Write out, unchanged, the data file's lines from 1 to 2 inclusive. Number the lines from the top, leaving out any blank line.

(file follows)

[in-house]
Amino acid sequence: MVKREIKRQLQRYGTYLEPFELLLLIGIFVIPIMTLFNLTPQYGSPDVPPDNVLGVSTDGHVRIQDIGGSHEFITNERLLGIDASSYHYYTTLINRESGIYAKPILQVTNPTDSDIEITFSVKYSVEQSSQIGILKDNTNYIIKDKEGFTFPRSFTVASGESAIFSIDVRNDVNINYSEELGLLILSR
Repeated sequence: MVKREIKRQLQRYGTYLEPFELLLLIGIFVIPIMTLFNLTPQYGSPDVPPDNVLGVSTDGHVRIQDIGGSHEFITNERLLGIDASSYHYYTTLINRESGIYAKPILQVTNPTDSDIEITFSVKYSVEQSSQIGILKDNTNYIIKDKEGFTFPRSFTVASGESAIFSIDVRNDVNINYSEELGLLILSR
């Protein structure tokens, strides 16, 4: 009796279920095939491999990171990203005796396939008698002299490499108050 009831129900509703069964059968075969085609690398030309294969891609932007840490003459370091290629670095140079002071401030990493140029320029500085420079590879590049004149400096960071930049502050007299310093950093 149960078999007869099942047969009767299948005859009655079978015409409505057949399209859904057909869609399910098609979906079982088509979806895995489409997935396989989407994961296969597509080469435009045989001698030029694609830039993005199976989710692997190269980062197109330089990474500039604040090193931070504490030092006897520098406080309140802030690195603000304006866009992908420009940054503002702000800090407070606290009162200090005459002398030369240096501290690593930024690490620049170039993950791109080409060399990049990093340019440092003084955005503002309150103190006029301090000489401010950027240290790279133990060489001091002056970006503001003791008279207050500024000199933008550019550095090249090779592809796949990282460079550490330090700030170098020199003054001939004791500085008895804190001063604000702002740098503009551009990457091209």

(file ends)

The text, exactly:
[in-house]
Amino acid sequence: MVKREIKRQLQRYGTYLEPFELLLLIGIFVIPIMTLFNLTPQYGSPDVPPDNVLGVSTDGHVRIQDIGGSHEFITNERLLGIDASSYHYYTTLINRESGIYAKPILQVTNPTDSDIEITFSVKYSVEQSSQIGILKDNTNYIIKDKEGFTFPRSFTVASGESAIFSIDVRNDVNINYSEELGLLILSR